03 March 2012

Space Solar Power Article in Strategic Studies Quarterly (SSQ)


Here is just the opening:

Solar Power in Space?
Peter Garretson, Lieutenant Colonel, USAF

Whoever takes the lead in the development and utilization of clean
and renewable energy and the space and aviation industry will be
the world leader.
—Prof. Wang Xiji, Chinese space program pioneer

Space-based solar power (SBSP) is a concept for a revolutionary energy system. It involves placing into orbit stupendously large orbital power plants—kilometers across—which collect the sun’s raw energy and beam it down to where it is needed on the earth. In theory, SBSP could scale to meet all of humanity’s energy needs, providing virtually unlimited green, renewable power to an energy-hungry world.

Most renewable energy schemes sufer from intermittency and low energy density, requiring vast amounts of land and extensive storage as well as fossil fuel backup systems. Not so with SBSP systems. When placed in orbit where the sun shines constantly, they can deliver stable, uninterrupted, 24-hour, large-scale power to the urban centers where the majority of humanity lives. A network of thousands of solar-power satellites (SPS) could provide all the power required for an Earth-based population as large as 10 billion people, even for a fully developed “irst world” lifestyle but without the environmental downsides of nuclear or coal.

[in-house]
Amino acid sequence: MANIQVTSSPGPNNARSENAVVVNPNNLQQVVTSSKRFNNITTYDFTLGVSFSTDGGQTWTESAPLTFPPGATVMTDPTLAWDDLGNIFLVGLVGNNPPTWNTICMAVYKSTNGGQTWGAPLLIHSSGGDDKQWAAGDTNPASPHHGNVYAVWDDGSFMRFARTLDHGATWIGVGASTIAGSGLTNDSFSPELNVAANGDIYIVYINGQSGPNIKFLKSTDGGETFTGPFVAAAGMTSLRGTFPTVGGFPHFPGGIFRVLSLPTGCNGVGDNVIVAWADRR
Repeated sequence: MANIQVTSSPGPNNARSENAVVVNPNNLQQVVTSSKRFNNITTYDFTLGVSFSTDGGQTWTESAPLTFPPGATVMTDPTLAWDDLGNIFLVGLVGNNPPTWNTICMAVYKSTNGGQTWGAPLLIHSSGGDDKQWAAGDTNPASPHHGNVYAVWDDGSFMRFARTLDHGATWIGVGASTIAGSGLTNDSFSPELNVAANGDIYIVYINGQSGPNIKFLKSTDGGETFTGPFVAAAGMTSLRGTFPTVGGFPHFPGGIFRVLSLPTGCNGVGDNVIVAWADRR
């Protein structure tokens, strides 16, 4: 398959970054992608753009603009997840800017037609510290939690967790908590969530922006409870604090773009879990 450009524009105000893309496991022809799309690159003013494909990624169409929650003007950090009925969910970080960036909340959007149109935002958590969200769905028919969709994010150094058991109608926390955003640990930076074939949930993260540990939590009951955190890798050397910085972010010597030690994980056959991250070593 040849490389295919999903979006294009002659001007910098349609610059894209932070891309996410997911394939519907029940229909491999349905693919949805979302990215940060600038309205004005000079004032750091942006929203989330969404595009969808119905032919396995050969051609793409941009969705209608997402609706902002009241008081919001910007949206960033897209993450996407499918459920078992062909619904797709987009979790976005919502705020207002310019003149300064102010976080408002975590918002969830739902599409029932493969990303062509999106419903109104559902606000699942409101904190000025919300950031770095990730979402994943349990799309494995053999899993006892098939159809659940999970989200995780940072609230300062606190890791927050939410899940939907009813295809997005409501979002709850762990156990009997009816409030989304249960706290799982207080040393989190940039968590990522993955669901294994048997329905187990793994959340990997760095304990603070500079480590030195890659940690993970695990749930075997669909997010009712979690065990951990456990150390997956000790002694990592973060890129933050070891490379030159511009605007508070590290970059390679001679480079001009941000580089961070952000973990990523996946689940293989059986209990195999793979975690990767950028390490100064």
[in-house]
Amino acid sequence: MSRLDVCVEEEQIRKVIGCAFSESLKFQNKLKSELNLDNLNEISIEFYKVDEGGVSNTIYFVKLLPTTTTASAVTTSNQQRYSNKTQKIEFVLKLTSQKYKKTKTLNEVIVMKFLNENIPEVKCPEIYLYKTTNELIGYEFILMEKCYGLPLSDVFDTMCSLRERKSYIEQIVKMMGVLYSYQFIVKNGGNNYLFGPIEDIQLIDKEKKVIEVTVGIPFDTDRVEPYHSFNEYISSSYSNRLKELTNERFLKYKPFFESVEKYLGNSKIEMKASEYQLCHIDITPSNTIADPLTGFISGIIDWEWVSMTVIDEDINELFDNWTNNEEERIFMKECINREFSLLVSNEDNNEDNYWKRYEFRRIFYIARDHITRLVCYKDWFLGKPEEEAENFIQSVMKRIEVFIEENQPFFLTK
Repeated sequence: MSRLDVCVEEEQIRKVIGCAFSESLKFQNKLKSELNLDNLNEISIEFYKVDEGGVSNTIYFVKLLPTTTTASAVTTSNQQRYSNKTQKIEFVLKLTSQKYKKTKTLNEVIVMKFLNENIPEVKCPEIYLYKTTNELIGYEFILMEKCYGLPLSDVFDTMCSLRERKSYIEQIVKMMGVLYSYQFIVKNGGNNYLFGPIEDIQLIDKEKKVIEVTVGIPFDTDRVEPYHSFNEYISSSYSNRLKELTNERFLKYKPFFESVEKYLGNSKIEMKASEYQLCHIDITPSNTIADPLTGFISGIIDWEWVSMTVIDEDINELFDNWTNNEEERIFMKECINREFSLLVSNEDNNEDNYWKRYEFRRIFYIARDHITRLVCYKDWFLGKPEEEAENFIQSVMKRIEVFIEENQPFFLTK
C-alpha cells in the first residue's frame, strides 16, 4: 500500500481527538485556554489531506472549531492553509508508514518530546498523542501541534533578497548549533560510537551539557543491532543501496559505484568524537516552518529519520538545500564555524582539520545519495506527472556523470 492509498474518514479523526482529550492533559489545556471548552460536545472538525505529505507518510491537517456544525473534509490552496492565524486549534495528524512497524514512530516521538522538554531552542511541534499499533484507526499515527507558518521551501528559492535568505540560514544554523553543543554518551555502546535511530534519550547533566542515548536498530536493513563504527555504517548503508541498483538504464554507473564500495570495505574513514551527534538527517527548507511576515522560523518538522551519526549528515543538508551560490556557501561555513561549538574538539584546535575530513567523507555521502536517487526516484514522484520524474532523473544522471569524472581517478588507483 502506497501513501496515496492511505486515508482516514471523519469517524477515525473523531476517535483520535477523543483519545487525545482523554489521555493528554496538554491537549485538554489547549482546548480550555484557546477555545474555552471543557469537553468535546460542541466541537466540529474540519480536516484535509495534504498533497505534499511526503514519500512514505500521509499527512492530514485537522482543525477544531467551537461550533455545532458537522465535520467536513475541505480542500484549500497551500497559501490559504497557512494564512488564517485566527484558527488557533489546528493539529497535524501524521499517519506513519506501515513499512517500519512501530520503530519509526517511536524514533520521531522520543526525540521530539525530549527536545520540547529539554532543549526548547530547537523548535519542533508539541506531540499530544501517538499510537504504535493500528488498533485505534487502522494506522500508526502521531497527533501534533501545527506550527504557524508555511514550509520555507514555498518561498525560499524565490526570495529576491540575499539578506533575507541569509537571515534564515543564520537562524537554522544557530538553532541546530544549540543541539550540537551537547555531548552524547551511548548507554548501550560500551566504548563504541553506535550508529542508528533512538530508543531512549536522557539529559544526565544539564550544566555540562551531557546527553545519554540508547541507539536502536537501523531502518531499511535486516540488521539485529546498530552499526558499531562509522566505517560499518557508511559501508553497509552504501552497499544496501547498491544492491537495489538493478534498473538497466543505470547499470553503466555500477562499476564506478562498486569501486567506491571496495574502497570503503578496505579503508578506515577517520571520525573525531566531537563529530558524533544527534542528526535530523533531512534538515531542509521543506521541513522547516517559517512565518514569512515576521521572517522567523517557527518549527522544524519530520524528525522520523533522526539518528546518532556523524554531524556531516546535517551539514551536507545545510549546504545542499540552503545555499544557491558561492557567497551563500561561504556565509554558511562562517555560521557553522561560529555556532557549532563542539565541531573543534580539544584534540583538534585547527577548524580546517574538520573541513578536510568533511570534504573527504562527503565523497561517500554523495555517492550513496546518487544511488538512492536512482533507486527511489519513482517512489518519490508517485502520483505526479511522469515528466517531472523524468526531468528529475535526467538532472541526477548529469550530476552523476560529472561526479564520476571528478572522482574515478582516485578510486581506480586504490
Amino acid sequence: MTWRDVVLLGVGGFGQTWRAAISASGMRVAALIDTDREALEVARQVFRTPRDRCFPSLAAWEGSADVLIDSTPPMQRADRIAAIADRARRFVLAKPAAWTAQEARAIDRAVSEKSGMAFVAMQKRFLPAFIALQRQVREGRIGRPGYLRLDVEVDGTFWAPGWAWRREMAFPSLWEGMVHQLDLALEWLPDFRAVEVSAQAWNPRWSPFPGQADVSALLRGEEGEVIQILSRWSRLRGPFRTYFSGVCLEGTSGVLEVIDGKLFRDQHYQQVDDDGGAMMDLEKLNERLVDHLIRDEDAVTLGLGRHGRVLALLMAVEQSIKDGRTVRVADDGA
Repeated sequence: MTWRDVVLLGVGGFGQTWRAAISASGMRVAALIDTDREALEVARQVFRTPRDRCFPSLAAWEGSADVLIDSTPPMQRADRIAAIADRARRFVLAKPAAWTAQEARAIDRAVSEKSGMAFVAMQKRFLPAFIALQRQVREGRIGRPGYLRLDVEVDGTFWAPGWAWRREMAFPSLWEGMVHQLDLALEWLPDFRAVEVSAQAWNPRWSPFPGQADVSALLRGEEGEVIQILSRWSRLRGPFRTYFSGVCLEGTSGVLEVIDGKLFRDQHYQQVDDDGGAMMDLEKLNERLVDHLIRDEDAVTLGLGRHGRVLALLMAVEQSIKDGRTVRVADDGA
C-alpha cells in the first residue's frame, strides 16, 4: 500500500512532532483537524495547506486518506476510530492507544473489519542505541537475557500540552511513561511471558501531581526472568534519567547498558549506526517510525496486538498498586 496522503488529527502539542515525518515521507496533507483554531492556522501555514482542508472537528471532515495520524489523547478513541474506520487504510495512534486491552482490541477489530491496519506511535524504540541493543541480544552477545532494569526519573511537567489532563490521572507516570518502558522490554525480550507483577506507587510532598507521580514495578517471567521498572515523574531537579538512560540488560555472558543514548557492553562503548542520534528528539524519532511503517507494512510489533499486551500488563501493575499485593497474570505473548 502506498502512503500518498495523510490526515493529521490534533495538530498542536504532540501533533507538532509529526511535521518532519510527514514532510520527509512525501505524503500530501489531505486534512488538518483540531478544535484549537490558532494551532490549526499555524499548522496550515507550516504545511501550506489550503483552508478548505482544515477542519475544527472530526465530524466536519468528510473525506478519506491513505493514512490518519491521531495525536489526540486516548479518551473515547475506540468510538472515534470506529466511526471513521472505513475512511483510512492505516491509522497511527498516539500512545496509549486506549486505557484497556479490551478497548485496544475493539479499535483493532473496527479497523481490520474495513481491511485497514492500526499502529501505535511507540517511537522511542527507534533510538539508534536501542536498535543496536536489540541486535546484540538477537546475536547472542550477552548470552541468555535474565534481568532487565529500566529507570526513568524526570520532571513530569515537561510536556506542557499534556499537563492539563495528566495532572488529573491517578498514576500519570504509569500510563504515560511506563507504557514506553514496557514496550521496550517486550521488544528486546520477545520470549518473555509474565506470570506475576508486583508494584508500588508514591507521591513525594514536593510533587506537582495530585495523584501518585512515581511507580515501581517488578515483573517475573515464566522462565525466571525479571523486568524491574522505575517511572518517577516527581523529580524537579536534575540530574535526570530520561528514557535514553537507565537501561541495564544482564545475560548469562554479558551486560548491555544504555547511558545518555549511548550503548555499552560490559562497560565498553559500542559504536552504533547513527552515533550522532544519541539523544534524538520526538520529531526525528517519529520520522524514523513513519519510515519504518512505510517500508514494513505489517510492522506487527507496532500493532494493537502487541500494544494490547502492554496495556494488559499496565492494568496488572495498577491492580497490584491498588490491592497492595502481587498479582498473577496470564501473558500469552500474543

Should space-based solar power have a role in the US grand strategy for space? Should Airmen advocate for a US program in SBSP? Depend­ing on your viewpoint, SBSP is either the most important space project of our generation—critical to securing American long-term interests and requiring the advocacy of Airmen—or a fool’s errand, an impossible dream threatening to divert valuable resources from where they are most needed today

1 comment:

Mac said...

Solar energy has gone from being the great white hope, to an impediment, to a reliable energy supply. Solar farm operators and homeowners with solar panels on their roofs collected more than €8 billion ($10.2 billion) in subsidies in 2011, but the electricity they generated made up only about 3 percent of the total power supply, and that at unpredictable times.

Commercial Solar MA